Music affords us such remarkable opportunities to not only test our technical abilities, but to test our limits as individuals. There are those moments when the meek become courageous, the frail become strong, and we move beyond the person we are and become the person we aspire to be.
Every time we step up to perform, we make a thousand little choices. If we’re well prepared, we’ve made most of those choices in advance and have a fairly good idea of where we’re heading. If we start questioning our abilities, as I recently did, then we open up a Pandora’s box of self-doubt, insecurity, and justification.
This is the story of one of those choices and the impossible position I put myself and others in as I tried to figure a way out.
A Musical Family Mourns…
A year ago, I lost the person who has been my lifeline since the day I was born... my mother. One of my mom’s wishes was that there be no funeral service for her. My family respected this, but still felt the strong need to do something in her honor. We explored various options — a contribution to one of her favorite charities, artwork for our community concert hall, a music scholarship in her name — but it soon became evident that the obvious solution was right in front of us. As a musical family, music is what we do. So music would be our tribute.
It is often said that grief takes various shapes and forms. Our grief was expressed through a concert of grand proportions: Anton Bruckner’s Te Deum, with a 55-piece professional orchestra and an 88-voice choir. (I’ll never forget telling a friend about the concert. His incredulous reaction was, "You’re doing Bruckner’s Te Deum for your mom’s memorial?" To which I responded, "Why? What did you do when your mom died?")
The program was filled out with other sacred musical gems, including the aria I would sing from Mendelssohn’s Elijah, titled "O Rest in the Lord." There is a note in the piece that is difficult vocally in that it is approached out of the blue. Most altos fear it. You’ve been singing in the basement of your register the entire aria and this D at the top of the staff suddenly feels like it’s an octave higher than it really is. The note creates the climax of the piece, so it also has that stigma attached. To make matters worse, the phrase in which the note lies repeats twice. In other words, if you crack the first time, but people weren’t quite sure they heard a crack, you can crack again and put their minds at ease.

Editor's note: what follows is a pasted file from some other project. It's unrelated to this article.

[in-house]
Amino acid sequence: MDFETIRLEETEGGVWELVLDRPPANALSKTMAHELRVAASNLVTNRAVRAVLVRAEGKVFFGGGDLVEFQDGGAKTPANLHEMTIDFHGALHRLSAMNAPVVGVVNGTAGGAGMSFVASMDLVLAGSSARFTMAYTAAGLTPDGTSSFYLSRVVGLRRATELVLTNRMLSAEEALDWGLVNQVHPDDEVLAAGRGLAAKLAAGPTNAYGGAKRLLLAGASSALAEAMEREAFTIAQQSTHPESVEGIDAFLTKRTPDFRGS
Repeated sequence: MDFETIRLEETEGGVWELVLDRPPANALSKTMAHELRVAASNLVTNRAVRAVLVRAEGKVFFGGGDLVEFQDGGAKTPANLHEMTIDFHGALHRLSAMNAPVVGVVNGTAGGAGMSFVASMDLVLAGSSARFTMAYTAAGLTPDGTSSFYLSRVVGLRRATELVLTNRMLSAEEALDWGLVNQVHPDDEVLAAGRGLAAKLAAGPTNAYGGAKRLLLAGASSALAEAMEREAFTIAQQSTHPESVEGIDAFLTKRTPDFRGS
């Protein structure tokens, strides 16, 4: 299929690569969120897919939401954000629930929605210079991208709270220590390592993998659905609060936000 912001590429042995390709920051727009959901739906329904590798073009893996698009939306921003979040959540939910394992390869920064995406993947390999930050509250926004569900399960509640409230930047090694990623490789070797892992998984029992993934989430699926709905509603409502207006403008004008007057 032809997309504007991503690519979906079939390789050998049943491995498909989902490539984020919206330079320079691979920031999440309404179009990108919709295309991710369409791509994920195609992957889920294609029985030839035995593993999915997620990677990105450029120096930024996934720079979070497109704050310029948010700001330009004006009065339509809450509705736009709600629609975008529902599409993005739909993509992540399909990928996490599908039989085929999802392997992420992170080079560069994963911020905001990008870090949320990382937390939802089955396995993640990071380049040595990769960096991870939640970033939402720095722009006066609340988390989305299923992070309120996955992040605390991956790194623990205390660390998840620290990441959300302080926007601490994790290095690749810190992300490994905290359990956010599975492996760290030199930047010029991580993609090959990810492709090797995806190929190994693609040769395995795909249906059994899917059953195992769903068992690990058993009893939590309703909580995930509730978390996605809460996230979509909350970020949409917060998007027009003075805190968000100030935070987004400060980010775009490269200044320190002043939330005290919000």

A "Not-So-High" High Note…
I’ve sung the aria many times and I know from experience that if I make the first D, I almost always make the second. If I crack the first, I always crack the second.
In the first rehearsal, both notes came out well. In the second rehearsal, I cracked the D… twice. Crack. (And, in case you didn’t hear it the first time.) Crack. I panicked! My confidence absolutely eroded. And that set my mind games in motion.
I knew that since this was a memorial and not a standard concert, I could take the liberty of writing the two scary notes down a third. It was my mother’s memorial, after all. I should get a tiny bit of latitude. But the aria is also very familiar and those frightening notes are truly glorious when performed well. Those who know the aria wait for the big moment. I was in a quandary, so I turned to my triangle of conductors.
The Bermuda Triangle…
Depending on how you look at it, I am either blessed or cursed by being related to not one, but three, conductors. Most often, I see this as a blessing. In the case of this concert, I was surrounded by all three and I was seriously outnumbered. My father was conducting, my brother was singing, and my husband was sitting in the audience. I made the mistake of asking all three (separately) whether I should go for the D or write it down.